"The optimal situation to get into is you always have guys coming, so if it's not the right type of contract, right type of term and how it fits into your salary cap and plans into the future - the short-term, long-term plan - then you'll have to let the guy go [in free agency] and he's part of the market, and you fill his spot from within," Kekalainen said. "If you don't have those guys, then it leaves a huge hole. So, that's why sometimes you have to overpay with your own free agents, because if you let them go in the open market, then you have a huge hole in your lineup."
Looking ahead to training camp, the hole-pluggers this season may come from a talent pool that includes Robinson, Broadhurst, Kukan, Scott Harrington, Swedish forward Jonathan Davidsson and Russian forward Vitaly Abramov.
Among the UFAs, it sounds like the Blue Jackets are most interested in retaining defenseman Ian Cole - one of three veterans acquired at the NHL Trade Deadline. John Davidson, the Blue Jackets' president of hockey operations, said in June that Cole would be welcome to stay - but only with a contract that makes sense for Columbus.
"We'd love to retain Ian," Davidson said. "He's a good man, but it's got to fit. Now, it's up to Ian. Does Ian want to come back here and sign on the dotted line and be happy or does he want to take a look at the July 1 marketplace and see what's out there, and maybe get a longer term, maybe more money … but maybe not as good a place to play? He's got to weigh all that stuff."
Kekalainen had similar thoughts Saturday, the day before free agency.
"He was a good player, good guy for us and everything was good about him," Kekalainen said of Cole, who meshed quickly with defense partner David Savard and helped the Blue Jackets qualify for the Stanley Cup Playoffs. "We wanted to keep him, but it takes two side to keep a guy to a contract, and if we can't, then he's going to move on and go somewhere else. No hard feelings. That's the business we're in. Sometimes guys want to go somewhere else and there's nothing we can do about it. It's not always just about money."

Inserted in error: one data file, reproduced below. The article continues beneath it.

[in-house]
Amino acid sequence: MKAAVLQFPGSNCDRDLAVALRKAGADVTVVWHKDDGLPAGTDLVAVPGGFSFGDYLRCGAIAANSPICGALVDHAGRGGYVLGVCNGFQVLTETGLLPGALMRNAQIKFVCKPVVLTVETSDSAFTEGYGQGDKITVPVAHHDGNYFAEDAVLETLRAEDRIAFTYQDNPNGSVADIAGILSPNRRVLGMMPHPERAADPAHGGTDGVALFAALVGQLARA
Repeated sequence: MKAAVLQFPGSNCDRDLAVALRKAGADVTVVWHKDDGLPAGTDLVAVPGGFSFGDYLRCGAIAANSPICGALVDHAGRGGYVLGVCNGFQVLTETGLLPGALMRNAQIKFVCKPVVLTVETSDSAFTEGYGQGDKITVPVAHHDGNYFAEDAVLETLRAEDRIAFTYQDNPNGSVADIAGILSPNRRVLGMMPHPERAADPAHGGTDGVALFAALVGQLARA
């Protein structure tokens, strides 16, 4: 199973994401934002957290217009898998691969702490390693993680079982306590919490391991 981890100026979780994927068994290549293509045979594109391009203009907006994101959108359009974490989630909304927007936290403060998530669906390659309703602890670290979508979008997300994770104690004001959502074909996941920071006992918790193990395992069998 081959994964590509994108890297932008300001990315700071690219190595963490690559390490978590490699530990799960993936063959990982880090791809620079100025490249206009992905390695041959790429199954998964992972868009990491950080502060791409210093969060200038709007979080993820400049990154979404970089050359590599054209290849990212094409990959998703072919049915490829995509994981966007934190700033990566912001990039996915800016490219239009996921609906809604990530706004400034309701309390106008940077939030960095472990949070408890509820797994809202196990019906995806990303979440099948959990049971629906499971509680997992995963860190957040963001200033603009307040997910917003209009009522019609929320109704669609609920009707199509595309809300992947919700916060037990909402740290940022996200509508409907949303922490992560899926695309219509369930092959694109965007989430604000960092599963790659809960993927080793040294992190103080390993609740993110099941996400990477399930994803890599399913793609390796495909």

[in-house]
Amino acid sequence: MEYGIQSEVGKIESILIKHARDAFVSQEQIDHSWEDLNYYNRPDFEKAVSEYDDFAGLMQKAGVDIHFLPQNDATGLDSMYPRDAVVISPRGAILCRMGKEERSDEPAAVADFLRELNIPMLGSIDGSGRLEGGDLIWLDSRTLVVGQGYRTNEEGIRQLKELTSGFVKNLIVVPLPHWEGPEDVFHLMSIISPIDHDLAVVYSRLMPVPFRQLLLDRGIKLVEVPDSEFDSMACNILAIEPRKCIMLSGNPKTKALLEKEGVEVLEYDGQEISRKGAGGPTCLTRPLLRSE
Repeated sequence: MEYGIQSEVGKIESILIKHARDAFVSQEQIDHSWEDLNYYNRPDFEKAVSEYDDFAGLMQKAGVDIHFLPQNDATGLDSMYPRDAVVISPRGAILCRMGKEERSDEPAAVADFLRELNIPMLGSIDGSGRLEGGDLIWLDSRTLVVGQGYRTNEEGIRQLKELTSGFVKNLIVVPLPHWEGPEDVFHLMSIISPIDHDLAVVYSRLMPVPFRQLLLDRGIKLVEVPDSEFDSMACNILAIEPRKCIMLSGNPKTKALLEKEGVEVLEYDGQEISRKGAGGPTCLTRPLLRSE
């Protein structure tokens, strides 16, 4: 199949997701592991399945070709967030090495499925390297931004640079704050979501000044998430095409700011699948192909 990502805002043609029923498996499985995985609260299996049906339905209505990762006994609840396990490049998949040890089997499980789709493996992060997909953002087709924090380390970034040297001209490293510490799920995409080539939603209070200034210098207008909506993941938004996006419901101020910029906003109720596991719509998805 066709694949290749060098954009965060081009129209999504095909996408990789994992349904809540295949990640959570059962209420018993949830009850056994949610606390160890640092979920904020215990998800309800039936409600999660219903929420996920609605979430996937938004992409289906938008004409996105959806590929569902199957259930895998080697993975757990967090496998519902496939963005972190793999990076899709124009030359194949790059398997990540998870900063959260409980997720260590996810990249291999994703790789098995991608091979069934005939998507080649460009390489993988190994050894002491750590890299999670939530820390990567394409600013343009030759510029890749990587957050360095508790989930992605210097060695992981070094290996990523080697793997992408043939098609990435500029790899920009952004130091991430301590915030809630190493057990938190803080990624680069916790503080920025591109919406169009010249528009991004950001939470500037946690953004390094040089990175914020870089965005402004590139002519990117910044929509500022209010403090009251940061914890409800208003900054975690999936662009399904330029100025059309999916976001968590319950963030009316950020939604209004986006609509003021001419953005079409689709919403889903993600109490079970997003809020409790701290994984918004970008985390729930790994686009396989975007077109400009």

That goes for all UFAs, not just Cole or the others, who could wind up wearing new uniforms.
"We've made it known that we'd like to keep [Cole] and same thing with all the pending UFAs, and the Panarins and Bobrovskys, and even Matt Calvert," Kekalainen said. "I would've loved to have kept Matt Calvert, but if he moves on, then he moves on. There's nothing we can do about it."
As of Sunday morning, there were reports Johnson had a five-year, $16.25 million deal in place to sign with the Pittsburgh Penguins. It was also reported by The Athletic that Vanek was considering a return to the Detroit Red Wings. Cole's name has been connected to the Boston Bruins and Chicago Blackhawks, among others, while Calvert is said to be drawing interest from the Colorado Avalanche.
And now for the moving parts known as 'Bread' and 'Bob' …
Prior to the draft in Dallas, Kekalainen said there's been dialogue on a new contract between the Blue Jackets and Bobrovsky's representative. That's better than the situation with Panarin, whose current unwillingness to negotiate presents the Jackets with a tricky situation.
If they decide to trade the star left wing now, it might be difficult to get the kind of return - a high-caliber NHL player - that would make sense for the Blue Jackets to complete the trade, unless Panarin is willing to negotiate a new contract with whichever team is the trading partner.
The Blue Jackets could also hang onto Panarin for the last season of his current deal, with the option of moving him around the NHL Trade Deadline, but as Kekalainen noted in Dallas, those return packages are usually centered upon "futures" - which are draft picks or prospects rather than proven NHL talent.
Also, the mind-set in Columbus now is to reach the playoffs every season. Should the Blue Jackets be in position at the trade deadline to make another postseason push, it wouldn't make sense to trade their leading scorer for "futures" - no matter how enticing those might be.
If they hang onto Panarin through next season, the Jackets could still deal him prior to July 1, 2019, when he'd become UFA, but that could drive the return price in picks or prospects down. The Blue Jackets will not be compensated if Panarin or Bobrovsky leave free agents next summer.
"There's always uncertainty when you get into a situation where players become UFAs, and the better the player, the more uncertainty there is," Kekalainen said. "And then you're going to have to make decisions with the guys you want to sign long-term and keep long-term. If they say they don't want to stay, then you have to figure things out. It's pretty simple. There's nothing you can do. Sometimes, there's nothing you can do, no matter what you do. If they want to leave they're going to leave. We're going to try our best and that's all we can do."